I dropped by my old Toastmasters club last Friday – The Davao Noontime Toastmasters Club.
For those who don’t know what Toastmasters is, no, it is not a drinking club. It is a club devoted to the art of public speaking, communication and leadership. I joined Toastmasters fresh out of college around two decades ago and until today, I am still reaping the benefits of lessons well-learned and earned.
Every Toastmasters program has a portion called Table Topics, headed by a Table Topics Master. The purpose of this activity is to train people in impromptu speaking — the art of speaking with minimal preparation. The Table Topics Master prepares some topics, usually in the form of questions or quotations and then calls on anyone in the audience to react to the given topic. The goal of the speaker is not just to answer the question any which way he wants, but to do so in a structured 2-minute speech complete with an introduction, body and conclusion.
I was called to react to Table Topics last Friday, and the question I got was, “What was the craziest piece of advice that you have received in this club?”
I racked my brains as I walked towards the front to deliver my speech. Then I began by saying, “The craziest piece of advice I got in this club is to come up and talk even if I have no idea what I am going to say. The idea is that you just have to start talking even if you don’t know what your next sentence is going to be, because hopefully, as you’re talking, something will pop into your head.”
At this point, I had no idea how to continue, but then an idea DID pop into my head, so I continued.
“I could have just sat there and passed on speaking, or made excuses about how I was unprepared, or that I have been absent for so long. But I took the challenge and came up to speak even if I haven’t fully formed my ideas yet, and look, I have already managed to say more than 10 words without even knowing how this speech will end.
Learning public speaking is something one does experientially, not just theoretically. I am experiencing speaking now, and the learning is much more powerful than if I had just read a book on public speaking. Because of this, I can be more confident next time I am asked to address a crowd on short notice. I just have to begin speaking and the rest will follow.
That advice was not so crazy after all.”
What I wrote up there is not a word-for-word transcription of my speech but I think it captures the gist of what I said that day. I did not learn public speaking by reading a book, or by attending a seminar — much like I didn’t learn swimming or biking that way. I learned speaking by speaking, and the more I did it, the more I got better at it — of course with proper mentoring, guidance and coaching as well. After all, if you keep practicing the wrong way, then you will end up becoming a master of the wrong way, and that probably isn’t something anyone wants.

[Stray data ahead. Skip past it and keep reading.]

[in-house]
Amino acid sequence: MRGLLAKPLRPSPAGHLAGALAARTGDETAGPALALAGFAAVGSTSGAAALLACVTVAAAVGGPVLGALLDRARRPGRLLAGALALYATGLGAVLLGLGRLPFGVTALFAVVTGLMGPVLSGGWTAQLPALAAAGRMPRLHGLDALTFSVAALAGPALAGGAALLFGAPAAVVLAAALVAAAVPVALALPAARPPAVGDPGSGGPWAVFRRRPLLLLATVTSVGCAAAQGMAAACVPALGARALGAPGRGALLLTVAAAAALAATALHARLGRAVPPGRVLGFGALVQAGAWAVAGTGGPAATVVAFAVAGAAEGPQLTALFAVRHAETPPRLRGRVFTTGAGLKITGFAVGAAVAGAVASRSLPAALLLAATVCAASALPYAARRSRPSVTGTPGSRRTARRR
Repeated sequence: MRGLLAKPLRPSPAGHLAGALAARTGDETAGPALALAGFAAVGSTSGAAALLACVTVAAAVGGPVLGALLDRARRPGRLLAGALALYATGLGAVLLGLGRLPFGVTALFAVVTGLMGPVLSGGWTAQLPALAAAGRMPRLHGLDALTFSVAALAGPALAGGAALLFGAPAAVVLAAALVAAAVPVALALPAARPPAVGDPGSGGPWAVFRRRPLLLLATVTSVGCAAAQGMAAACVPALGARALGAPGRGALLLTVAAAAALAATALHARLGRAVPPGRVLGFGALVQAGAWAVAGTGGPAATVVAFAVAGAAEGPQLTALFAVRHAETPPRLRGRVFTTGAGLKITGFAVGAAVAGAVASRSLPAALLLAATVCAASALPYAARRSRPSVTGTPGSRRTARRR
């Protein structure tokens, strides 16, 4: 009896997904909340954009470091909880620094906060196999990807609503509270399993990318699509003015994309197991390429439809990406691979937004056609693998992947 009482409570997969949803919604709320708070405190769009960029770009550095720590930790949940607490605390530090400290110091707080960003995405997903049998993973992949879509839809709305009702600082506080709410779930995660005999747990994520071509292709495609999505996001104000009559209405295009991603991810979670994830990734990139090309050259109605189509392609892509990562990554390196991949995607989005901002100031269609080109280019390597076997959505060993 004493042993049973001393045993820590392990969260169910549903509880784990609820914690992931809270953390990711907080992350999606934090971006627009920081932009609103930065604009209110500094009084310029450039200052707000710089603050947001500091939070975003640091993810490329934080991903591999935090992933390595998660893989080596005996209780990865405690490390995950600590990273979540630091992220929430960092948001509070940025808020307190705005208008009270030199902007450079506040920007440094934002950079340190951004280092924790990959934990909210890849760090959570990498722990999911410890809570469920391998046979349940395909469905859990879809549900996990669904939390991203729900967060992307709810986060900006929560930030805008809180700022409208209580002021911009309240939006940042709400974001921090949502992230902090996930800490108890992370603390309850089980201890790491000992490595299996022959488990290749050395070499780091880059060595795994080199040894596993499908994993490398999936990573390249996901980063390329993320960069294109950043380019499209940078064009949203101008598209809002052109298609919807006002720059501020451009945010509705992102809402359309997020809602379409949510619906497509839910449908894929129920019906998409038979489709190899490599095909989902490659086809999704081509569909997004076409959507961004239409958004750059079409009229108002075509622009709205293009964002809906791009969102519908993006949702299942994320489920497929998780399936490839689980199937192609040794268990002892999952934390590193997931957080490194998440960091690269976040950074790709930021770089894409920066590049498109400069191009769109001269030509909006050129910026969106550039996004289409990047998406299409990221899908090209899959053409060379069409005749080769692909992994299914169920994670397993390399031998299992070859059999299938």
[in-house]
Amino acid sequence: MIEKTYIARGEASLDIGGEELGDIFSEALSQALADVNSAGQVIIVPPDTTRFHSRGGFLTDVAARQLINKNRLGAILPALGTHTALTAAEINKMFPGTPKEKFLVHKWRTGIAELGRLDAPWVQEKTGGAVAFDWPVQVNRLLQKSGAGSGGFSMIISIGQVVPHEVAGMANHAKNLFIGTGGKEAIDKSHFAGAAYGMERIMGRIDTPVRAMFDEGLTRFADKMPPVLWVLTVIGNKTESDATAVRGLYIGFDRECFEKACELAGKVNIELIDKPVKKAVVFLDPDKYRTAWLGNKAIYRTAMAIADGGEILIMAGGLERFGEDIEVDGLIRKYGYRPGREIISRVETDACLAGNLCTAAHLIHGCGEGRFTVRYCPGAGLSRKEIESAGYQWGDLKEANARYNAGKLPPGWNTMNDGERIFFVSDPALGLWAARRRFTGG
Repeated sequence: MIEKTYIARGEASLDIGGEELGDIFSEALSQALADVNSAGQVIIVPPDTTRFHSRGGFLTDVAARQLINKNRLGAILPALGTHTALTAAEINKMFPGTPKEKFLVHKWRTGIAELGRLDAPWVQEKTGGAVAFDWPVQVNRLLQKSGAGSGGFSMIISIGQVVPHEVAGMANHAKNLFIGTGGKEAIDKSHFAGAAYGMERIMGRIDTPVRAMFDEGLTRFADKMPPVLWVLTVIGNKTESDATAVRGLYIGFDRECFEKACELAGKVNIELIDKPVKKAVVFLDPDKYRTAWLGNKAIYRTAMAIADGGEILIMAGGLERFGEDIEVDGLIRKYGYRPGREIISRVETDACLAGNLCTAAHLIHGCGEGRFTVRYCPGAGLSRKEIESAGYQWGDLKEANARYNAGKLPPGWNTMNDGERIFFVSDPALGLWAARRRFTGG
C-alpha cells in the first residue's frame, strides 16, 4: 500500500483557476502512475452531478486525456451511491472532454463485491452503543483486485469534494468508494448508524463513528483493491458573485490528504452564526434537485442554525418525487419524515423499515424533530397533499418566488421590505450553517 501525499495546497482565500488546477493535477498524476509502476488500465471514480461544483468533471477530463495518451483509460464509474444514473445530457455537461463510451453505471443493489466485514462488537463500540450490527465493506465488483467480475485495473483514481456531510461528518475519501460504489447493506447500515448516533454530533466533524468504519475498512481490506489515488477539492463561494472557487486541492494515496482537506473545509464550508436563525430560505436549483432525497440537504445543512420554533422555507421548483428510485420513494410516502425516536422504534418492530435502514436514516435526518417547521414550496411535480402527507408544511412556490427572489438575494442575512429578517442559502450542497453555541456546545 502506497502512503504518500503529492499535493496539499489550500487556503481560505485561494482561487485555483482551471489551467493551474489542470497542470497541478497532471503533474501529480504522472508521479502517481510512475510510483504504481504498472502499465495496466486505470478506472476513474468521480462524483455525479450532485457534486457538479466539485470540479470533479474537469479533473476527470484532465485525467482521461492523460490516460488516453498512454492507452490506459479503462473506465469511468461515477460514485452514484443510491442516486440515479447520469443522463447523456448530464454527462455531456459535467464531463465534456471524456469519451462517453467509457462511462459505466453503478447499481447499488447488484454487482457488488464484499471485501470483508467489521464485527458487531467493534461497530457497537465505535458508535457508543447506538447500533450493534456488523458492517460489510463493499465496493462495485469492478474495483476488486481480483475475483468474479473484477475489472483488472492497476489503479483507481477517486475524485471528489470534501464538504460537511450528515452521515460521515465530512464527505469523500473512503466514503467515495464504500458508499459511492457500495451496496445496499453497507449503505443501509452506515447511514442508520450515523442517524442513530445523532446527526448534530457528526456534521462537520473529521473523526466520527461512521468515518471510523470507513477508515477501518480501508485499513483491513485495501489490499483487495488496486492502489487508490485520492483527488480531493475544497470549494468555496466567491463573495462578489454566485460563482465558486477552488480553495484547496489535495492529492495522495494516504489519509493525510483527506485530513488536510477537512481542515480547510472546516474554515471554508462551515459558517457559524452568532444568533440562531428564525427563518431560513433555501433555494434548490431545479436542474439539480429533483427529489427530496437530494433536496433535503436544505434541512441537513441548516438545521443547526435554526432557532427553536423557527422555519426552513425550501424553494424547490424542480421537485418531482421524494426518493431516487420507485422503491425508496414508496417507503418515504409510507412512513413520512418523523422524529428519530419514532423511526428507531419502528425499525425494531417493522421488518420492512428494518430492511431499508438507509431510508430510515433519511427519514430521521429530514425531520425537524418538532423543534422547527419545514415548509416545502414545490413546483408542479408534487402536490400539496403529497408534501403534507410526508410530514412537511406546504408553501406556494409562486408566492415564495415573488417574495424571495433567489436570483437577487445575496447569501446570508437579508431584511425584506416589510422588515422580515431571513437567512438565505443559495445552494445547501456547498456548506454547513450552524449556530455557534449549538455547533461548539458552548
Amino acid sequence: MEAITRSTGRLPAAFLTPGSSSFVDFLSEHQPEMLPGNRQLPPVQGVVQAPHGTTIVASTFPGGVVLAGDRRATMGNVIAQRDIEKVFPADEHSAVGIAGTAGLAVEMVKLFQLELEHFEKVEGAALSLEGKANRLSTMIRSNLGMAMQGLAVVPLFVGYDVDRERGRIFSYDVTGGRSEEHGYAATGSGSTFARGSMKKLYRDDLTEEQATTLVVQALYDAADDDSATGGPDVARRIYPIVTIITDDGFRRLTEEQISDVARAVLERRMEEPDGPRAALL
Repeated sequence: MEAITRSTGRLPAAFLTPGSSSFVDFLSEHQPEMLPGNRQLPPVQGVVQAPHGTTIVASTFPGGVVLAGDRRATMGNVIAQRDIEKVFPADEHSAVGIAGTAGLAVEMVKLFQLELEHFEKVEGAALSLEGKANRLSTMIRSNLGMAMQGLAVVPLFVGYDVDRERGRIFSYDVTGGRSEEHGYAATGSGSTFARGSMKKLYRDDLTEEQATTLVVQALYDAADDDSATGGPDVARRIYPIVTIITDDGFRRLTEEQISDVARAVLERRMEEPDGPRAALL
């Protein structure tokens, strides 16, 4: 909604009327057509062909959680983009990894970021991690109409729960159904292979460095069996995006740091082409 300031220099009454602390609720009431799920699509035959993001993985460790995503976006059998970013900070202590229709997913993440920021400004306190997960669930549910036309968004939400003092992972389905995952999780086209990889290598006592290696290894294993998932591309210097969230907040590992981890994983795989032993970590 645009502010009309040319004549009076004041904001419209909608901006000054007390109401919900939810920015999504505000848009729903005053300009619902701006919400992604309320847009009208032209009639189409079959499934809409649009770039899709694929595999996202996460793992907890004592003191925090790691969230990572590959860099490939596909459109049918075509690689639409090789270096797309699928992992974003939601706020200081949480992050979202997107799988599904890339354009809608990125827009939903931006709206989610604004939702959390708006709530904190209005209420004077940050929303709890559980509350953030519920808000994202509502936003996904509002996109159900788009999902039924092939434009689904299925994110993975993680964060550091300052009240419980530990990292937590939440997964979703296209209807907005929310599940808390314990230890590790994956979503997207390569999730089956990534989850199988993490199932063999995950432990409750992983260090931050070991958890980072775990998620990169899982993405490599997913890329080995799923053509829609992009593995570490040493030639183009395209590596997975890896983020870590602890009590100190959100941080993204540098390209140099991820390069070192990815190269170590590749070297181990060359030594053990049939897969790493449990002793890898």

I found the same is true of writing. Many people have asked me for advice on how to write better. My advice is simple – write. Even if you have nothing to write about, just begin writing. Sooner or later, you will discover a hidden gem that you can develop into a full-blown story or essay, but you have to jumpstart the process. You have to write the first few words or the first few sentences, or even the first few paragraphs before the magic takes over and you find yourself stumbling over the keyboard because the words are coming out faster than your hand can type them.
When I was offered a chance to write a weekly column just over a year ago, I jumped at it even if I wasn’t sure I could regularly think of something to write every week. But my experience in Table Topics taught me that I just need to get started and things will be easier from then on.
My eldest cousin once said that life is like riding a bicycle. The point is to get moving. Changing directions and improvising is easier when one is in motion than when one is standing still. I found that analogy very true especially in writing. I actually began this article with a very different topic in mind. I wrote three whole paragraphs before deleting all of them and starting over.
Sometimes, writing comes easily and the words just flow. Sometimes, it is difficult and I find myself staring at a white screen and a blinking cursor. But I try not to stare too long or even to just shut down and forget the whole thing. I force myself to get started by typing a few words. Before long, I am typing whole sentences. Pretty soon, ideas are popping into my head and it’s now a matter of managing them, rather than lacking them, of herding them into one coherent stream of thought instead of a jumbled mess.
And then, before I know it, I’ve typed more than 800 words. I compose the concluding sentences and earn a short reprieve. Next week, the process starts all over again.
Originally published in Sunstar Davao.